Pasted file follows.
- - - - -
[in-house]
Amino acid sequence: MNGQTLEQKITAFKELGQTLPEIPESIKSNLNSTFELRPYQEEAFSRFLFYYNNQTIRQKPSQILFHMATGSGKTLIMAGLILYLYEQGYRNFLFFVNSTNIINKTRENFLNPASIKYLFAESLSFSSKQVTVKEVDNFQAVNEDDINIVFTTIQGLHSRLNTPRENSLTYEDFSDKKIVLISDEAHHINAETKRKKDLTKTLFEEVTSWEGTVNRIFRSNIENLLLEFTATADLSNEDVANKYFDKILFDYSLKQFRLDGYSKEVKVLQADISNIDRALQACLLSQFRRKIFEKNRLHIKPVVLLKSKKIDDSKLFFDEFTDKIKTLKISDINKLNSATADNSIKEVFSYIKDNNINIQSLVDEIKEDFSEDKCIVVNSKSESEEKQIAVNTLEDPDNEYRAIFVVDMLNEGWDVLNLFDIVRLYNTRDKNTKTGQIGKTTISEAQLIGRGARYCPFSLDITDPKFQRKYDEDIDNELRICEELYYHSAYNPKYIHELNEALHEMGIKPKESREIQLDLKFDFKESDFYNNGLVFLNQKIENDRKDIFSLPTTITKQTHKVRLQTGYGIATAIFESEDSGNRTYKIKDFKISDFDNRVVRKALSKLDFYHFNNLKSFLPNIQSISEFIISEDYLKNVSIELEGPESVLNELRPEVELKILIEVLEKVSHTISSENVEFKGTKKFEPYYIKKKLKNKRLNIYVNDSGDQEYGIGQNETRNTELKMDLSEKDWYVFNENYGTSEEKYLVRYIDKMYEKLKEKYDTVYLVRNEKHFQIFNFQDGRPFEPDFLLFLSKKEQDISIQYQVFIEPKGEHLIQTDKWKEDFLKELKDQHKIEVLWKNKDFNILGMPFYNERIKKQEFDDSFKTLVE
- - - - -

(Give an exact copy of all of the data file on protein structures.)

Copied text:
[in-house]
Amino acid sequence: MNGQTLEQKITAFKELGQTLPEIPESIKSNLNSTFELRPYQEEAFSRFLFYYNNQTIRQKPSQILFHMATGSGKTLIMAGLILYLYEQGYRNFLFFVNSTNIINKTRENFLNPASIKYLFAESLSFSSKQVTVKEVDNFQAVNEDDINIVFTTIQGLHSRLNTPRENSLTYEDFSDKKIVLISDEAHHINAETKRKKDLTKTLFEEVTSWEGTVNRIFRSNIENLLLEFTATADLSNEDVANKYFDKILFDYSLKQFRLDGYSKEVKVLQADISNIDRALQACLLSQFRRKIFEKNRLHIKPVVLLKSKKIDDSKLFFDEFTDKIKTLKISDINKLNSATADNSIKEVFSYIKDNNINIQSLVDEIKEDFSEDKCIVVNSKSESEEKQIAVNTLEDPDNEYRAIFVVDMLNEGWDVLNLFDIVRLYNTRDKNTKTGQIGKTTISEAQLIGRGARYCPFSLDITDPKFQRKYDEDIDNELRICEELYYHSAYNPKYIHELNEALHEMGIKPKESREIQLDLKFDFKESDFYNNGLVFLNQKIENDRKDIFSLPTTITKQTHKVRLQTGYGIATAIFESEDSGNRTYKIKDFKISDFDNRVVRKALSKLDFYHFNNLKSFLPNIQSISEFIISEDYLKNVSIELEGPESVLNELRPEVELKILIEVLEKVSHTISSENVEFKGTKKFEPYYIKKKLKNKRLNIYVNDSGDQEYGIGQNETRNTELKMDLSEKDWYVFNENYGTSEEKYLVRYIDKMYEKLKEKYDTVYLVRNEKHFQIFNFQDGRPFEPDFLLFLSKKEQDISIQYQVFIEPKGEHLIQTDKWKEDFLKELKDQHKIEVLWKNKDFNILGMPFYNERIKKQEFDDSFKTLVE